Having bought it, I’ve realised that there is some work required on the interior to fully restore it, but the mechanics are sound, so I decided to bring it along to the South East Bus Festival today to see if I can raise some interest to sell it on. Although I was aware that the bus was unique, from what the previous owner told me of it, it wasn’t until today, talking with a number of bus enthusiasts, that I realised how special this bus is. I couldn’t convert it now, even if I had the desire to, so if I sell it, I want to make sure that it goes to someone that will restore it sympathetically.”
The little Harrington was beginning to attract some attention from enthusiasts at this point, so having swapped details with Peter I left him to take his lunch in peace. My intention, once back in the office, was to locate more information on MSU 252, but despite calls to the archives at the new Aerospace Bristol Museum and the Bristol Vintage Bus Club, I’ve been unable to locate any photographs or information on the vehicle during its time at Filton, a most unusual situation. Maybe someone reading this review can help throw some light on this subject?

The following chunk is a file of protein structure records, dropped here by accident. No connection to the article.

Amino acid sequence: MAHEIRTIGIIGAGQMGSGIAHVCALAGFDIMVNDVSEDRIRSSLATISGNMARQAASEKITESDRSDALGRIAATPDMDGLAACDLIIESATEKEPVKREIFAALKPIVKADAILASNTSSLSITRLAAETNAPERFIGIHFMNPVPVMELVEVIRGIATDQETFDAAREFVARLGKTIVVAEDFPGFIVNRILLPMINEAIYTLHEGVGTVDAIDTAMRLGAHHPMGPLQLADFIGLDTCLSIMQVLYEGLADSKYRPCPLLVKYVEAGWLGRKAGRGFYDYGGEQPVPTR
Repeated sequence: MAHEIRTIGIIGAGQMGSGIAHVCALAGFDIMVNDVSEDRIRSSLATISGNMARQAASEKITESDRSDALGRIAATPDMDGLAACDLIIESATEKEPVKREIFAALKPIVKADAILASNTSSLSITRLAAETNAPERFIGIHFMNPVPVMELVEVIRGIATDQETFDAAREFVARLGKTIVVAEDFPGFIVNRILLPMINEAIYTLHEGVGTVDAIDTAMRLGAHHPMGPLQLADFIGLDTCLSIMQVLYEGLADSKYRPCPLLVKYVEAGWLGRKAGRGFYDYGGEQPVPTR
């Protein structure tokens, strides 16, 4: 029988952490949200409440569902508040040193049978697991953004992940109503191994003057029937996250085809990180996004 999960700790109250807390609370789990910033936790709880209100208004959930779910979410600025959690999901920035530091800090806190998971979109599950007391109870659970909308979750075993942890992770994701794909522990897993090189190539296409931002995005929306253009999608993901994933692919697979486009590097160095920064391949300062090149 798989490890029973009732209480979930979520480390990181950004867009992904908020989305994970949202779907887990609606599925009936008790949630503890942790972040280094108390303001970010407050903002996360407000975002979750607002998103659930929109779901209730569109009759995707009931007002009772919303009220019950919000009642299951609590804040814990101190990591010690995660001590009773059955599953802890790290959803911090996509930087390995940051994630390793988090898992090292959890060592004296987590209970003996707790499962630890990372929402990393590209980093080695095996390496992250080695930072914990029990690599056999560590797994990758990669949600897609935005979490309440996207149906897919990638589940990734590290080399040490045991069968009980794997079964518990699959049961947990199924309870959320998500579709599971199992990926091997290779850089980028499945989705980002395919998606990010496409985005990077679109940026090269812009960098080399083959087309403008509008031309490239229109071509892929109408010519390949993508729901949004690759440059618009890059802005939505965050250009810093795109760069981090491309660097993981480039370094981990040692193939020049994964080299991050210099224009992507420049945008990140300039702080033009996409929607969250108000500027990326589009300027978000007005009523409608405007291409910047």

Seating 20, this Harrington B20F body on Thames Trader 502E chassis is resplendent in the livery of the British Aircraft Corporation at Filton
With the buses covered to my satisfaction, it was time to take in the other aspects of the show. The trade and model bus stands in the Conference Centre were very busy, with plenty of new and second hand books and models on offer and the continuous slide show upstairs was proving very popular - the subject this year being the history of the Leyland Atlantean, which is celebrating its 60th anniversary. The Festival has become recognised for its strong series of talks and presentations and this year was no exception, with talks from Simon Loh, Regional MD of Arriva, Ray Stenning, Editor of Classic Bus and Roger Davies, Transport Writer.
The day was finished off with a wander through the Heritage Transport collections, featuring such diverse subjects as working Ruston & Hornsby engines, classic cars, commercials and agricultural vehicles, as well as Military collections and live steam model railways. These are stories for another day though, so we’ll just leave you with a taste of the machinery on offer.
An eclectic selection of classic vehicles, starting with this beautifully presented Commer QX four wheel tipper truck in smart Ovenden Bros livery
This 1975 Rover P6 3500 Automatic in Cameron Green is a quintessentially British way to travel